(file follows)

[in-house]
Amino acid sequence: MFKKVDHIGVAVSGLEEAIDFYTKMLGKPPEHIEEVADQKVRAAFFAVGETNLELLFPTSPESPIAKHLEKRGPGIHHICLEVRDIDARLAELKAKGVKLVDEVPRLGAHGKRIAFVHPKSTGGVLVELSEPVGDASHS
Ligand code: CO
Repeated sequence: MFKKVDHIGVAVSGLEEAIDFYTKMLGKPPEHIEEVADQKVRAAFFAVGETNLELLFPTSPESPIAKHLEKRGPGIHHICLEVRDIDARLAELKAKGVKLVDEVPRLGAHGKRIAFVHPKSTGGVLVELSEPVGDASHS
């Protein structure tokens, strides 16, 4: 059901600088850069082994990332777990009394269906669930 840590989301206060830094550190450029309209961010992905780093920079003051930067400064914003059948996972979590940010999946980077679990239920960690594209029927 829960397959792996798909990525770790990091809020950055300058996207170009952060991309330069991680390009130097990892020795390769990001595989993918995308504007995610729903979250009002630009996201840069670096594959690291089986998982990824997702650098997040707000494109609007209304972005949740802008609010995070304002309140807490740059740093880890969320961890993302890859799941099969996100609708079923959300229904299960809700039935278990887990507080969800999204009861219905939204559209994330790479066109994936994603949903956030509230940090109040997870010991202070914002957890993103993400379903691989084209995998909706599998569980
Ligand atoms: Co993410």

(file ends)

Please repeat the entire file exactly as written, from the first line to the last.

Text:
[in-house]
Amino acid sequence: MFKKVDHIGVAVSGLEEAIDFYTKMLGKPPEHIEEVADQKVRAAFFAVGETNLELLFPTSPESPIAKHLEKRGPGIHHICLEVRDIDARLAELKAKGVKLVDEVPRLGAHGKRIAFVHPKSTGGVLVELSEPVGDASHS
Ligand code: CO
Repeated sequence: MFKKVDHIGVAVSGLEEAIDFYTKMLGKPPEHIEEVADQKVRAAFFAVGETNLELLFPTSPESPIAKHLEKRGPGIHHICLEVRDIDARLAELKAKGVKLVDEVPRLGAHGKRIAFVHPKSTGGVLVELSEPVGDASHS
């Protein structure tokens, strides 16, 4: 059901600088850069082994990332777990009394269906669930 840590989301206060830094550190450029309209961010992905780093920079003051930067400064914003059948996972979590940010999946980077679990239920960690594209029927 829960397959792996798909990525770790990091809020950055300058996207170009952060991309330069991680390009130097990892020795390769990001595989993918995308504007995610729903979250009002630009996201840069670096594959690291089986998982990824997702650098997040707000494109609007209304972005949740802008609010995070304002309140807490740059740093880890969320961890993302890859799941099969996100609708079923959300229904299960809700039935278990887990507080969800999204009861219905939204559209994330790479066109994936994603949903956030509230940090109040997870010991202070914002957890993103993400379903691989084209995998909706599998569980
Ligand atoms: Co993410």